Moment positions itself as “the outfitter of photographers and filmmakers.” The company hit the scene in 2014, offering camera lenses to attach to mobile phones. In just a few short years, Moment has expanded into a lifestyle brand synonymous with democratizing professional-quality photography from your pocket.
The company’s content lead, Brian Cason, ensures the brand’s social presence matches that reputation, with thoughtful content that seamlessly brings Moment’s customers into its brand story.
“Social for us is the heartbeat of who we are and what we do,” Brian said. “We want to be a resource for [our followers] in terms of the gear, content and other avenues they’re looking to advance their skillsets.”
Executing that kind of content for an audience that ranges from professional photographers to moms snapping photos of their kids requires a smart strategy. But the secret to Moment’s success comes before the planning. It starts with the resources.
Here’s a look at four ways Brian works every day to secure social resources for his team.
1. Build a content-first team
What scares most people about navigating social media is what Brian loves about it.
“My favorite part of social is that it’s always changing,” he said.
To him, social’s rapidly changing landscape means having fun exploring new ways to produce content and developing a distinct voice for every channel.
There are always new channels popping up that social marketers have to explore to determine whether or not using these channels is worth time and resources. Because staying on top of the latest is so vital to the content team’s success, Moment approaches the social-first mindset a little differently.
“We’ve never hired a social media manager or a community manager,” he said. “Instead, we look to hire talented content creators who are passionate about social, who end up running a social channel, so all of our content creators run different social channels.”
Recognizing the unique needs of social engagement across channels, Brian’s team adopted a content-first philosophy. They’ve split the team into three groups: one focused on paid acquisition, one focused on brand partnerships and an editorial team that focuses on organic content, including email and blog. The latter is where the bulk of their time and resources go today.
“As a team grows, you just have to start to break things apart because one person can’t manage more than about five to seven people effectively,” Brian said.
A Sprout survey shows that as social’s business value grows, marketers are increasingly asked to take on more strategic work without additional organizational support. At small companies (1-50 employees), 59% of social marketers say they work on a team of one to two people. At mid-sized companies with 51-1000 employees, 35% of social marketers work on teams of 3-5 people. And only 37% of enterprise social marketers work on teams of more than 11 people.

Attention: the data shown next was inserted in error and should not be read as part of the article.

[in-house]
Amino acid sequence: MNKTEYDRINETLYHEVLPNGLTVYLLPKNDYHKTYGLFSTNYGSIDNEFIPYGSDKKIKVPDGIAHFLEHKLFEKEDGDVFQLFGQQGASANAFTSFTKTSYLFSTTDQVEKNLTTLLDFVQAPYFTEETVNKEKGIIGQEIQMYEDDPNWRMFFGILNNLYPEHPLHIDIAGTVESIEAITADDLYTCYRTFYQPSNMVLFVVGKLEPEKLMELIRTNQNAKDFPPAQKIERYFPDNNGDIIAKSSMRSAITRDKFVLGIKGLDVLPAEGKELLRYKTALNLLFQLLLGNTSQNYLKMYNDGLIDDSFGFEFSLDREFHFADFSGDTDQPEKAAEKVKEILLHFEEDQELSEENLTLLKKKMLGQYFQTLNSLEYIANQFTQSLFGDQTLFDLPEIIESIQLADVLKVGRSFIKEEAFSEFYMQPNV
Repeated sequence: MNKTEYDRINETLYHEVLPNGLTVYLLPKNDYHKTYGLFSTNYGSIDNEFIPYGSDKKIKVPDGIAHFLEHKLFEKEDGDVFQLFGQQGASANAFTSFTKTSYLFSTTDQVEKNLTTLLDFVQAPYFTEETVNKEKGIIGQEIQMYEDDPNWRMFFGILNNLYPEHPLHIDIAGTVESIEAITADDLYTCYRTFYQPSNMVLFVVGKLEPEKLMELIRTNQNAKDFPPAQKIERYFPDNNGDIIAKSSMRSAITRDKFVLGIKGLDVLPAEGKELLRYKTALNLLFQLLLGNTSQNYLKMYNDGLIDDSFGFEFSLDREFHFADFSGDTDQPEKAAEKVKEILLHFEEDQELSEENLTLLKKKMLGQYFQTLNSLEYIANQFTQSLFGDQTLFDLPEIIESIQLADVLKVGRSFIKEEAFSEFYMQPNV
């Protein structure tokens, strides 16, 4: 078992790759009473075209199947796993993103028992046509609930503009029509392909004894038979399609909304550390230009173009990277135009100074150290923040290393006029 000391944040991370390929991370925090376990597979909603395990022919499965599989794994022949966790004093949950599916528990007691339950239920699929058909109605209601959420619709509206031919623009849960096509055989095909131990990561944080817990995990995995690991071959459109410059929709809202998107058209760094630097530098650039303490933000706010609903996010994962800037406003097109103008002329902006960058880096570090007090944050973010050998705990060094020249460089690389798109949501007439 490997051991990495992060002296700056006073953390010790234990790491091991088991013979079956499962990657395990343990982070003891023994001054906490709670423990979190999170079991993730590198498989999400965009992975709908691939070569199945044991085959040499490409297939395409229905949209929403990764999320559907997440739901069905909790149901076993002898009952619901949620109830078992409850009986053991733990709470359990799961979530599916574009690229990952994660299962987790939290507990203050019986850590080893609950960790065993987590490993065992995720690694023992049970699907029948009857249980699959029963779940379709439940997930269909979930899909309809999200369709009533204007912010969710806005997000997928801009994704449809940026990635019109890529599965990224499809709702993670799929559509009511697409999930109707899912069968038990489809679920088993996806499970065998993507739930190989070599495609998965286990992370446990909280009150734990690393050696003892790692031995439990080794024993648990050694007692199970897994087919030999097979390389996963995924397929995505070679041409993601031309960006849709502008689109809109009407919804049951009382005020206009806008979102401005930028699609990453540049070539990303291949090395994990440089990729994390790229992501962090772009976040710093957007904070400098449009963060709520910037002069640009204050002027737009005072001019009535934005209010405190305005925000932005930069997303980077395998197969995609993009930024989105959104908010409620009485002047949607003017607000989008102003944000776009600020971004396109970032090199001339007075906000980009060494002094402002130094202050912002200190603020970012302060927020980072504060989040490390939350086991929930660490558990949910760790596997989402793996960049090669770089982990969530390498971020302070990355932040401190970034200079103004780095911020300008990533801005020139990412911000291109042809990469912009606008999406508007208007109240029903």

Marketers are no stranger to wearing many hats, but the work you and your team deliver won’t suffer if you implement the right team infrastructure and focus.
Try this: Whether you’re hiring fresh faces or adopting a fresh mindset, build or foster a team of multi-functional people who can take ownership of one social channel—creating content, managing the community, driving strategy and developing the kind of expertise to fully take advantage of platform-specific features and functionality.
2. Prove social’s impact on sales
The Moment team put audience engagement front and center in their strategy and found that as they developed trust with their social audience, they gained subscribers and followers. But beyond vanity metrics, the brand noticed trend lines between click-throughs and the revenue of those channels as their audiences grew.
“That proves to my boss and to our board that we’re spending dollars in the right place,” Brian said. “It proves to them that this is not just smoke in the wind, but worth the time and effort to hire more people or spend more money on a campaign because we know how much it’s going to return for us.”
With social being such an integral touchpoint for Moment’s everyday customer, Brian’s team has been able to leverage their community in different ways.
“We’ve run polls and Q&As on Twitter to understand what types of products people want to see from us in the future. We’ve used Instagram to understand what things are inspiring to people and run really cool Instagram story activations where we get to tell those people’s stories and inspire others to go out and do something unique that’s relevant to the brand,” he said.
What phone would you love to get Moment lenses on next?
— Moment (@moment) January 27, 2020
Coming back to business leaders with this kind of community engagement has opened avenues for the brand to start conversations with customers in the kind of unique, personable ways that pay off. And that’s exactly what Brian and his team continue to do.
Try this: Don’t underestimate the power of relationship building. The trust you’ve fostered with your customers on social has value that translates to helping your company meet its goals. Tap your team members in sales for insights that can help you map the trends you’re tracking in your social goals to bottom-line results.